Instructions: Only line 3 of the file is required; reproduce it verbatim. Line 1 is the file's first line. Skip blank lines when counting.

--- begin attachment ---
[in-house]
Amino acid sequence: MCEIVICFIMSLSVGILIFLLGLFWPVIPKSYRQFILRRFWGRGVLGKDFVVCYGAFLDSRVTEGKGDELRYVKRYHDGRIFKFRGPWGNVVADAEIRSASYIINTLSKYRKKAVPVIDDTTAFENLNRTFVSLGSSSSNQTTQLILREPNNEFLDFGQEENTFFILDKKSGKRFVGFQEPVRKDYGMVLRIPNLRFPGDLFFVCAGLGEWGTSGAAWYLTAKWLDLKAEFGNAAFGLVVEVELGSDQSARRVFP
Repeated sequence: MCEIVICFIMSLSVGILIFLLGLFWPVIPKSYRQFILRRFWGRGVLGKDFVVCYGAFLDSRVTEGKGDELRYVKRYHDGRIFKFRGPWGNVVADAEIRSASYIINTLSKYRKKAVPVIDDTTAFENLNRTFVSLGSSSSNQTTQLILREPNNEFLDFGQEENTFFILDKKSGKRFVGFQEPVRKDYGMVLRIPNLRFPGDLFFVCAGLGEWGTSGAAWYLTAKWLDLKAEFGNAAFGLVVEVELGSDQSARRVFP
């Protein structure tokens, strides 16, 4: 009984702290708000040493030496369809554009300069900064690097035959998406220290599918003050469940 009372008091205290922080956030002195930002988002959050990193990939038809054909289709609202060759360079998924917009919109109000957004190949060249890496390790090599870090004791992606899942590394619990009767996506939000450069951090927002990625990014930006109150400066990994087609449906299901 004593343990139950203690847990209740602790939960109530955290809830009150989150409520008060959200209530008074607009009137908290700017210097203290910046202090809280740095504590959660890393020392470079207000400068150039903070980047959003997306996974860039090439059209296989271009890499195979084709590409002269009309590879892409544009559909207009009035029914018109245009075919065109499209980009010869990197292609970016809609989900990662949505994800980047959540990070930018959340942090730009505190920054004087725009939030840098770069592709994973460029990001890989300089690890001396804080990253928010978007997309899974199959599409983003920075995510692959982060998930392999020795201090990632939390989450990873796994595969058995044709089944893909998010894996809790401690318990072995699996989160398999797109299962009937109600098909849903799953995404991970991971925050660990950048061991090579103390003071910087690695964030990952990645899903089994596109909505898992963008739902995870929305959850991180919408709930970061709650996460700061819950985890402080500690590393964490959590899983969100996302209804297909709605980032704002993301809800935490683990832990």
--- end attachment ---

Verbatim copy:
Repeated sequence: MCEIVICFIMSLSVGILIFLLGLFWPVIPKSYRQFILRRFWGRGVLGKDFVVCYGAFLDSRVTEGKGDELRYVKRYHDGRIFKFRGPWGNVVADAEIRSASYIINTLSKYRKKAVPVIDDTTAFENLNRTFVSLGSSSSNQTTQLILREPNNEFLDFGQEENTFFILDKKSGKRFVGFQEPVRKDYGMVLRIPNLRFPGDLFFVCAGLGEWGTSGAAWYLTAKWLDLKAEFGNAAFGLVVEVELGSDQSARRVFP